Another way of saying all this is that the cold Antarctic bottom water is essential for stabilizing much of life on Earth. Which is what makes this statement from Matthew England, lead researcher for a recent study, so hard to hear:
Our modeling shows that if global carbon emissions continue at the current rate, then the Antarctic overturning will slow by more than 40 percent in the next 30 years, and on a trajectory that looks headed towards collapse.
The cause is the rapid melting of Antarctic ice. The release of excess freshwater into the Southern Ocean dilutes its salinity and reduces its density, making it less likely to sink. As the input from Antarctic waters slows, so does the larger system. For a visual of this, imagine the consequences of a portion of an airport luggage conveyor belt slowing down. If one part slows, so does the rest of it.
Even if you’re skeptical of data-driven speculation on a grand scale, the risk potential here is catastrophic. Earth-shaking, really. An essential planetary function might lurch toward collapse in a generation. If true, in the time it takes to add another billion people and another degree or two of global heating (with all of their other consequences), the foundation of ocean ecosystems and fisheries will weaken and the removal of our excess CO2 from the atmosphere to the ocean deeps will be reduced. Worse, the increase in temperature of the Southern Ocean will intensify, melting more Antarctic ice in a feedback loop that would magnifies the process that slowed the conveyor belt in the first place. That feedback loop is what makes the researchers predict the possibility of total collapse.
Here’s what that ice mass loss in Antarctica has looked like over the last two decades:
While the authors note ominously that a slowdown of the Antarctic flow would “profoundly alter the ocean overturning of heat, fresh water, oxygen, carbon and nutrients, with impacts felt throughout the global ocean for centuries to come,” they don’t offer a list of those impacts. To start that list, you can a) think of slower ocean circulation as a climate change amplifier, and b) try to predict the knock-on effects of each item in the quotation.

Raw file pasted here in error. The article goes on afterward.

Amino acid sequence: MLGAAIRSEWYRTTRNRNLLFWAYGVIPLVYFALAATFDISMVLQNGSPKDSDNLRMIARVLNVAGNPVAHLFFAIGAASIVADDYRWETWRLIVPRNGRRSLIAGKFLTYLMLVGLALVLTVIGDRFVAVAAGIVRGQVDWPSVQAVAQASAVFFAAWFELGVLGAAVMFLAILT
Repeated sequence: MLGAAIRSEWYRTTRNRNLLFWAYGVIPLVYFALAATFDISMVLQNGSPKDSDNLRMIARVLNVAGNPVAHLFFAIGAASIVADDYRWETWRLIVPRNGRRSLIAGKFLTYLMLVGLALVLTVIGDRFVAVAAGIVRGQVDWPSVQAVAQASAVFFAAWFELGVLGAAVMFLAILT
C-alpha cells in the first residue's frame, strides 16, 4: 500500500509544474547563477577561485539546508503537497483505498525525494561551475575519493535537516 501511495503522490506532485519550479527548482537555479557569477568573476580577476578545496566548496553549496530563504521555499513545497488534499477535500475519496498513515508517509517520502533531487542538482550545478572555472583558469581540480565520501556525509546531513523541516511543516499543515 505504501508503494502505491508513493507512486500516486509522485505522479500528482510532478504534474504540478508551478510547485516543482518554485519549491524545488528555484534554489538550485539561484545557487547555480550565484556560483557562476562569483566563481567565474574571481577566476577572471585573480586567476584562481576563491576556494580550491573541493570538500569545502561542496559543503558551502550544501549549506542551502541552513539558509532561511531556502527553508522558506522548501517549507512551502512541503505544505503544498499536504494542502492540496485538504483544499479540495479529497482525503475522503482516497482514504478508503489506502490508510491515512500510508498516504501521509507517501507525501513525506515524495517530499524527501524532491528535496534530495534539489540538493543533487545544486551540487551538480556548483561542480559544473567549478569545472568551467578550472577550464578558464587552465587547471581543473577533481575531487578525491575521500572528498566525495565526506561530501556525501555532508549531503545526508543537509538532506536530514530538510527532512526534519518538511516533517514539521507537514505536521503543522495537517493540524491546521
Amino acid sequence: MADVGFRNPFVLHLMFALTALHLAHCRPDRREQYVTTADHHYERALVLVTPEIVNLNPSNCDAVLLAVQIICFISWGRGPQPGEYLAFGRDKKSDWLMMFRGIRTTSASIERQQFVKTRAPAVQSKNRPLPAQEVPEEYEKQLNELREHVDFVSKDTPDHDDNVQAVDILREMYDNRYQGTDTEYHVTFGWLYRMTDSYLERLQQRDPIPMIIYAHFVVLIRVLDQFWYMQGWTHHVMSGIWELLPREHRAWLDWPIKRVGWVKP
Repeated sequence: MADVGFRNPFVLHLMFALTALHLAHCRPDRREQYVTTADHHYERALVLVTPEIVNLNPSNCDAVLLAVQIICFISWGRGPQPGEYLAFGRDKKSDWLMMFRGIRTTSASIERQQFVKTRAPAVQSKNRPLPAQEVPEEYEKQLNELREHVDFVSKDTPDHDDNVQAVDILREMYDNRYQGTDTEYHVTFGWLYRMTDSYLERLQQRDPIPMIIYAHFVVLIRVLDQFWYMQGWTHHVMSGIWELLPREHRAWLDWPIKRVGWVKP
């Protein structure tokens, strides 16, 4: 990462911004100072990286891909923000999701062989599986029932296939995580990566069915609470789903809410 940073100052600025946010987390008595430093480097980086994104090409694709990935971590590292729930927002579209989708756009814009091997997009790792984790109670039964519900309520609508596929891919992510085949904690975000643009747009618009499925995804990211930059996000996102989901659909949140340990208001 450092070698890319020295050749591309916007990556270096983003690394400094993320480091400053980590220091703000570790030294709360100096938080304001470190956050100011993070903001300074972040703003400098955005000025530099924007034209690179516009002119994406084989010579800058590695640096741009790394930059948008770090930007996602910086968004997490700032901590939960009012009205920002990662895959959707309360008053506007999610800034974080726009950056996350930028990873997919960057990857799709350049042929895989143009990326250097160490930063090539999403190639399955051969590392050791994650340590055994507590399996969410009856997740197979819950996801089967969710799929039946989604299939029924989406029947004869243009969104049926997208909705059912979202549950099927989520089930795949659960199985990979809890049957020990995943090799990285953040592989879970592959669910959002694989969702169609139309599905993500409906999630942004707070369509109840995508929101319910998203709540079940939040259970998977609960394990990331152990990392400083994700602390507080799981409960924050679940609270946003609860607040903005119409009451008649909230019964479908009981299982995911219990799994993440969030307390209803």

An ocean that isn’t overturning (surface water sinking and bottom water rising) or moving in currents around the globe will be warmer, less oxygenated, more stratified, and deprived of nutrients. The oceans have so far absorbed about 40% of our Anthropocene CO2 production and about 90% of our fossil-fueled heat. Less overturning means more heat in surface waters and here on land, and more CO2 in the atmosphere.
I haven’t quite wrapped my head around the litany of impacts to life in the oceans, but it’s easy enough to worry about it while contemplating what does come to mind: reduced nutrients for plankton (which all marine life depends on), the expansion of dead zones due to heat and deoxygenation, reduced distribution of larval fishes that rely on ocean currents, and much more.
Potential consequences for human life are no less dire. The fate of fisheries, of course, but also intensified heat and other climate impacts. The more that Antarctic overturning circulation slows and gets caught in a feedback loop which increases the melting of Antarctic ice, the faster sea levels will rise. And then there’s agricultural losses around the globe because of rapid changes in weather and precipitation patterns. One study suggests that weakening of the circulation could shift tropical rainfall patterns a thousand kilometers northward. But we don’t need specific speculation to be concerned about agricultural production in a world destabilized by a hotter climate and a sluggish ocean. Farming and destabilized weather patterns don’t mix well, as is already becoming clear.
In related news, similar discussions have been going on for years about the Atlantic Meridional Overturning Circulation (AMOC), which is at its weakest point in the last thousand years. The AMOC moves heat from the equator to the Arctic, and is responsible for the mild weather in much of the North Atlantic region, including Europe and the eastern United States. It seems to be slowing because of climate-related intensified rainfall and increased meltwater from Greenland.